Alba Urquia is a London-based printmaker who explores the human condition, caught between the tangible material world and the intangible world of ideas.
Alba is interested in expressing the (sometimes absurd) duality of the human condition caught between the tangible material world and the intangible world of ideas. Aesthetically, she is often drawn to mystic and esoteric symbols, and is currently developing a series that uses imagery of vessels to represent the physical body as a container of consciousness.
Alba has been painting and drawing all her life, but when she entered a printmaking studio for the first time in 2017 she completely fell in love with the medium. “I just got hooked,” Alba explains, “it was like nothing I’ve ever experienced before.” She spent her final two years of her BA in Graphic Design at the London College of Communication UAL focusing on print, and is currently in her first year of a MA in Printmaking at the Royal College of Art. Printmaking was life-changing because of the community and versality it provided: “you are surrounded by other people with whom you need to be constantly sharing equipment, this was very nourishing to my art practice, I believe.”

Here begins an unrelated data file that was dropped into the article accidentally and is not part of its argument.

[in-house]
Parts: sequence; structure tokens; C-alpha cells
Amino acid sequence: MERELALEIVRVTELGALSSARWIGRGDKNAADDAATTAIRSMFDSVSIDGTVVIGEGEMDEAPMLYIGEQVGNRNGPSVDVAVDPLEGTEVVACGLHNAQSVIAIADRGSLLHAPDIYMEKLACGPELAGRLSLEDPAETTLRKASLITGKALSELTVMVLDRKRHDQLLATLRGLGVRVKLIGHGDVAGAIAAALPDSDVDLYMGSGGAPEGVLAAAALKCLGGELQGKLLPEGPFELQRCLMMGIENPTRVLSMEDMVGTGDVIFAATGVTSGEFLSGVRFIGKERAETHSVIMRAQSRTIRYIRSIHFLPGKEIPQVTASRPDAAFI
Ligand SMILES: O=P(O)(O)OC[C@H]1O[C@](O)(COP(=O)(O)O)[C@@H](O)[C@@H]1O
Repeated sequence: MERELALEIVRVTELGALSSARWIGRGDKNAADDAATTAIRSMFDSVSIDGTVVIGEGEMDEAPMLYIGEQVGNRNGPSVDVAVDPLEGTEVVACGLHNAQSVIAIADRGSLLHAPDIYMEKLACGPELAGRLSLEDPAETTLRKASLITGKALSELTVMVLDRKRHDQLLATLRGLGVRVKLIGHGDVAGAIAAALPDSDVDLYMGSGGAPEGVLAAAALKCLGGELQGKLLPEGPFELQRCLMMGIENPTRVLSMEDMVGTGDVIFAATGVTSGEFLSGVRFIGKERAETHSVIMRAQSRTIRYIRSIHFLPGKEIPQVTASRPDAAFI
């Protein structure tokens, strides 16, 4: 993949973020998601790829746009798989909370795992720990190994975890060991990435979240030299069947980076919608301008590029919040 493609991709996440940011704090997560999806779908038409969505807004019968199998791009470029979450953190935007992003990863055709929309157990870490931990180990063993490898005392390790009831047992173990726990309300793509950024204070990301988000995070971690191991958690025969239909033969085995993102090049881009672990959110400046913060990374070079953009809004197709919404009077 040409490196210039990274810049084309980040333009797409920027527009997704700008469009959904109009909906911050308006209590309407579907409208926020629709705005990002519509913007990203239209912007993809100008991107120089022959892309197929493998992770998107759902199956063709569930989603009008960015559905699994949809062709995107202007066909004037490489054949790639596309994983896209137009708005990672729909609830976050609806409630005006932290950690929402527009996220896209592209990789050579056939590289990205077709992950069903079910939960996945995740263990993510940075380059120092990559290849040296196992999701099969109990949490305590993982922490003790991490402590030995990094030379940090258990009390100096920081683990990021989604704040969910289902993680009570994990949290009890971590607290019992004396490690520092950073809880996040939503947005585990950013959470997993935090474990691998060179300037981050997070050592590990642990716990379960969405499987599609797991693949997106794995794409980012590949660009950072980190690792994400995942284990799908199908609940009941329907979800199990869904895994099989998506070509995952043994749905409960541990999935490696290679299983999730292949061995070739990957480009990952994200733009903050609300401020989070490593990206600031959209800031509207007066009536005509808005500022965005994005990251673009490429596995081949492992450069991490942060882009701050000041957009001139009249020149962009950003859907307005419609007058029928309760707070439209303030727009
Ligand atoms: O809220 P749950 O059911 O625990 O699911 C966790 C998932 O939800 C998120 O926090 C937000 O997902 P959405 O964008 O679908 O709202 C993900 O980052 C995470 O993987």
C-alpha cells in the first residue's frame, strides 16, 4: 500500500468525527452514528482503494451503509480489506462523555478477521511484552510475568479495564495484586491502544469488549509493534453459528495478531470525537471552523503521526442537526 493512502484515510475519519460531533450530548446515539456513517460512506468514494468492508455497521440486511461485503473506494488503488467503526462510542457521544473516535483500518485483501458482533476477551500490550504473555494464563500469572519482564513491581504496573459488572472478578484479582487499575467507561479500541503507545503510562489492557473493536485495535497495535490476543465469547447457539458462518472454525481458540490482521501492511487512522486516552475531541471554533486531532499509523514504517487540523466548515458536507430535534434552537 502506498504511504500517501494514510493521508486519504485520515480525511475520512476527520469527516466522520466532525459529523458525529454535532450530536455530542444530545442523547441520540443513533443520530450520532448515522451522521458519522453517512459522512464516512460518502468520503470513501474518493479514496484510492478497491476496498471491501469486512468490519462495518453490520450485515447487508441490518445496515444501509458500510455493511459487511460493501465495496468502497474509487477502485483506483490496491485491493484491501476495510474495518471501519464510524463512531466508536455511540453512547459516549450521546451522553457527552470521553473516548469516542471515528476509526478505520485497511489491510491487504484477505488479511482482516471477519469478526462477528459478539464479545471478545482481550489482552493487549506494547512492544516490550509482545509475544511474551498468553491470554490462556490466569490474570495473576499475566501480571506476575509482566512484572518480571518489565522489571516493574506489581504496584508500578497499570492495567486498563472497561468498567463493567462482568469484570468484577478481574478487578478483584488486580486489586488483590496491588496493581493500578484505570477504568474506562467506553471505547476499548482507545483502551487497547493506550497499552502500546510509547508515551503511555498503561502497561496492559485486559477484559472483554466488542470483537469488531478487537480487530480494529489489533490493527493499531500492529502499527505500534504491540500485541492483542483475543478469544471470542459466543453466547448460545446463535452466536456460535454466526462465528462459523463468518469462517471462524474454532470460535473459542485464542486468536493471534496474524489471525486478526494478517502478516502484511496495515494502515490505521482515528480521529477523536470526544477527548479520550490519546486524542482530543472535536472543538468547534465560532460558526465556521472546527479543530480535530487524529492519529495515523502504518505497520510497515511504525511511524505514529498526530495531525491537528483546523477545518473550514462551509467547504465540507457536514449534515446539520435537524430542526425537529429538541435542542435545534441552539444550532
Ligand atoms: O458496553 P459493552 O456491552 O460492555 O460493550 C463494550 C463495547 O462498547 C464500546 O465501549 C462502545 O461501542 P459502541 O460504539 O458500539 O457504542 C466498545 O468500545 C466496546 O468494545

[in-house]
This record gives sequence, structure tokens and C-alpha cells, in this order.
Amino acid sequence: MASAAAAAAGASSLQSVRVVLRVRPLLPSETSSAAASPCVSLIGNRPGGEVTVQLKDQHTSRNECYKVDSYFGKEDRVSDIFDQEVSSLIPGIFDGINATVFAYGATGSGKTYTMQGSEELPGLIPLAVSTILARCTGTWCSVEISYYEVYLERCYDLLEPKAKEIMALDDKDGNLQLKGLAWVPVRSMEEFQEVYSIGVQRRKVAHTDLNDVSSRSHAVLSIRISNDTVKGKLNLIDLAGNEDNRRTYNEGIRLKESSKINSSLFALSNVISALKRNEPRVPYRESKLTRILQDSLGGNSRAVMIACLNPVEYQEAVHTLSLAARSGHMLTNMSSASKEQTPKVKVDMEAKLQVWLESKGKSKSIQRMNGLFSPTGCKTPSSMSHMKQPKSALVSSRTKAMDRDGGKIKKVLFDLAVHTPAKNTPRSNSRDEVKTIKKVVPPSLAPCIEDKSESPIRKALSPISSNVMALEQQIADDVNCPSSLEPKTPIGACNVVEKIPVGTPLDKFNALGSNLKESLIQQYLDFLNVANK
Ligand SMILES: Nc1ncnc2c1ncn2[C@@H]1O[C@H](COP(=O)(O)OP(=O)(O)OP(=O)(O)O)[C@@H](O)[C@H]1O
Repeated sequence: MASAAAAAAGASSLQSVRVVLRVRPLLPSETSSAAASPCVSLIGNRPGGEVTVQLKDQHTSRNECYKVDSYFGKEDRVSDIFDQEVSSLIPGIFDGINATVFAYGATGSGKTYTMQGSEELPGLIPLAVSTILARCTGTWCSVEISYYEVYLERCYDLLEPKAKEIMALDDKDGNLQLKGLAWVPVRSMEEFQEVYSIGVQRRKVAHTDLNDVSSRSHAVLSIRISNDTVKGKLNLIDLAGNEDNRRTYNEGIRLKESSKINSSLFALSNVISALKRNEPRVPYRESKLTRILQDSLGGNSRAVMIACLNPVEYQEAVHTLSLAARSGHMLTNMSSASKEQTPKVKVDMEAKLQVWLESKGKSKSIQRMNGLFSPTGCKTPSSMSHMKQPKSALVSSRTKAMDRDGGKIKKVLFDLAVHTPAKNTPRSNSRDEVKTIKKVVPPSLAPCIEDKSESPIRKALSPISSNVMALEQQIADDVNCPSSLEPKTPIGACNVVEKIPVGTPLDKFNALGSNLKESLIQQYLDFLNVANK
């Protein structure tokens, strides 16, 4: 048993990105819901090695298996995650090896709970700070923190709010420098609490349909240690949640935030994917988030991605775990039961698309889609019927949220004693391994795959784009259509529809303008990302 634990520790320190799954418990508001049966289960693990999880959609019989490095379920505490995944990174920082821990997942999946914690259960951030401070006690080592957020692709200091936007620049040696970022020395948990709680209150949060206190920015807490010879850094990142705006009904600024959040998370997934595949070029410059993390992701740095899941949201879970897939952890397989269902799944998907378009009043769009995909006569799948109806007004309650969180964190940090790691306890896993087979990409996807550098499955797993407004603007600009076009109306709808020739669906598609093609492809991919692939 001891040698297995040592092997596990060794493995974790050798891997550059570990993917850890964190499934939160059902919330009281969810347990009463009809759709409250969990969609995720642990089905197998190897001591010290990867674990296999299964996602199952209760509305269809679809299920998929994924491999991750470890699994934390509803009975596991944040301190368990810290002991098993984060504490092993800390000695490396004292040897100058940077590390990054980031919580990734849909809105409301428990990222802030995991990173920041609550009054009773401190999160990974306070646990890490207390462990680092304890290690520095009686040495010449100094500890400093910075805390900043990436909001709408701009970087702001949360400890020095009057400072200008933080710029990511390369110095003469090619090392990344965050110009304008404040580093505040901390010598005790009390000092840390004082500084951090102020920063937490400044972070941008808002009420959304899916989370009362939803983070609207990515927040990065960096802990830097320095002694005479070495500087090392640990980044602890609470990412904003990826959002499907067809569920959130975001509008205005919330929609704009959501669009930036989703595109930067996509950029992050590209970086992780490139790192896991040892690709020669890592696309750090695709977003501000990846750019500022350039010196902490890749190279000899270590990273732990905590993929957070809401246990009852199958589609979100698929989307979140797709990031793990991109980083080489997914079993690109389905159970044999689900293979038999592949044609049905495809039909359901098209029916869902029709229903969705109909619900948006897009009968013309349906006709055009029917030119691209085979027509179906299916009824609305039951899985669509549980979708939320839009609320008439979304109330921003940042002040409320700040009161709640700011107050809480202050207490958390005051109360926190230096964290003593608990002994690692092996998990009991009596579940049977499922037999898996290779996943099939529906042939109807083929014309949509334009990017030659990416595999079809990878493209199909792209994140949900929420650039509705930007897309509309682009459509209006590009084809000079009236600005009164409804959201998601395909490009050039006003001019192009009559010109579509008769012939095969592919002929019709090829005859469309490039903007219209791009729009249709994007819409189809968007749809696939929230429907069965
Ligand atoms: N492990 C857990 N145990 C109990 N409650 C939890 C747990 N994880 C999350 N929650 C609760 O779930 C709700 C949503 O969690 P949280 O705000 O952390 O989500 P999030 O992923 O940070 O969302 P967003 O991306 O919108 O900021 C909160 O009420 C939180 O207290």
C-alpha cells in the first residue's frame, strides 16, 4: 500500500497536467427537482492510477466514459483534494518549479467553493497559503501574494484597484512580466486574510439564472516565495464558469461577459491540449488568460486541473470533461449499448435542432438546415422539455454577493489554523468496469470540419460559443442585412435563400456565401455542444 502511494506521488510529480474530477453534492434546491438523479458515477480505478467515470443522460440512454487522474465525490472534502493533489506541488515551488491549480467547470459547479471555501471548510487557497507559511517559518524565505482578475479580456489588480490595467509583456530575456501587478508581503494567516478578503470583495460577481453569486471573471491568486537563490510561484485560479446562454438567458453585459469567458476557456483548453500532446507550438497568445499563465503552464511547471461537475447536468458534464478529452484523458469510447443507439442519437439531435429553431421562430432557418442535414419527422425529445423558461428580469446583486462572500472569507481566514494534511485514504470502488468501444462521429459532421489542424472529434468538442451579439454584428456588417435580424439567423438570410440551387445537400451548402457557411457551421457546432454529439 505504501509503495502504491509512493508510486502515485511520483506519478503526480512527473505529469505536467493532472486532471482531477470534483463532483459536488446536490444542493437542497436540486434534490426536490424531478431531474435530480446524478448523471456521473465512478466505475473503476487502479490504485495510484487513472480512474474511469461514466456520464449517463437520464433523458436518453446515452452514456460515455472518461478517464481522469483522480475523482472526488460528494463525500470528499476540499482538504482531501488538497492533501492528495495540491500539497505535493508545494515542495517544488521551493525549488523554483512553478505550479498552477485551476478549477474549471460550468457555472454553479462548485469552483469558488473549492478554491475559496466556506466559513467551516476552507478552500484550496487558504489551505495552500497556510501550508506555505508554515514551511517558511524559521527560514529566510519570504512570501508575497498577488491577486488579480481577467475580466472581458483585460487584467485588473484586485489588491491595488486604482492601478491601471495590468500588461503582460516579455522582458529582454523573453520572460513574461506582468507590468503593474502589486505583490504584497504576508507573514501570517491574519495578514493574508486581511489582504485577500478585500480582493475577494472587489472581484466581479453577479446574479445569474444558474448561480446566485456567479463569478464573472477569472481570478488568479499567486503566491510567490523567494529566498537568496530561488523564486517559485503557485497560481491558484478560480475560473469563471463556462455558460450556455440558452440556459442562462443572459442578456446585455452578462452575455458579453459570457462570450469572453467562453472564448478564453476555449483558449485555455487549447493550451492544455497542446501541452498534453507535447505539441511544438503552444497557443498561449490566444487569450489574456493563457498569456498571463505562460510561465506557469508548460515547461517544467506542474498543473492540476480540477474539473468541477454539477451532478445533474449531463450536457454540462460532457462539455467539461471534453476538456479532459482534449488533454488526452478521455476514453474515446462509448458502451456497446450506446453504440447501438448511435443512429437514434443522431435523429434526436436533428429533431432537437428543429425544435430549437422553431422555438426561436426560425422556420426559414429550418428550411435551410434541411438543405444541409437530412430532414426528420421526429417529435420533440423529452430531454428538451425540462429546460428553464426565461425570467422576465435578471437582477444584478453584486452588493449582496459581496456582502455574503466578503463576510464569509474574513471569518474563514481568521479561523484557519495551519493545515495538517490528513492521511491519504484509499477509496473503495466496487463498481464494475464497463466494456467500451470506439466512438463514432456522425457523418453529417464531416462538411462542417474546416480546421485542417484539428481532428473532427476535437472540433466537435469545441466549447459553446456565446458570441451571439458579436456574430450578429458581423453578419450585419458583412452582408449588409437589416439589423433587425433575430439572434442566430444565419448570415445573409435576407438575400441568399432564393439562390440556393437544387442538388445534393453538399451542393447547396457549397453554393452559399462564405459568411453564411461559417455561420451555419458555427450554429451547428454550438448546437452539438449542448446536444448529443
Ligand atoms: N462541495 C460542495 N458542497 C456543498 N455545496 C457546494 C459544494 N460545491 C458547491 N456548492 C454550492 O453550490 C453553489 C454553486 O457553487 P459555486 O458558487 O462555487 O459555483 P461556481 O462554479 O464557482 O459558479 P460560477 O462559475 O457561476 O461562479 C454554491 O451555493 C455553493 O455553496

Alba describes her practice as, first and foremost, being driven by process. She is particularly interested in lithography, intaglio processes, and using a combination of different printmaking processes with mixed media. Having acquired a strong foundation in printmaking techniques, Alba now is now experimenting with carborundum – a grit mixed with glue that creates unusual textured tones. She approaches printmaking intuitively and flexibly, usually by sketching designs on paper and then selecting the few that spark her interest: ‘my compositions are stills of little scenes where there is a lot happening; they are quite intriguing not necessarily frightening but more unnerving.”
At the moment, Alba is working towards making a 15-minute stop-motion animation film using her own prints to create individual frames for the film. The project is ambitious, and Alba is relishing taking her time: “I’ve been focused on the pre-production part of it, scriptwriting, story-boarding… I wouldn’t like to rush it.” For her, it’s all about the careful process rather than the end result. As Camus writes, “The absurd creator does not prize his work”; Alba, more than most, is attuned to the ways in which her work, when finished, is no longer under her control.
When I'll Transcend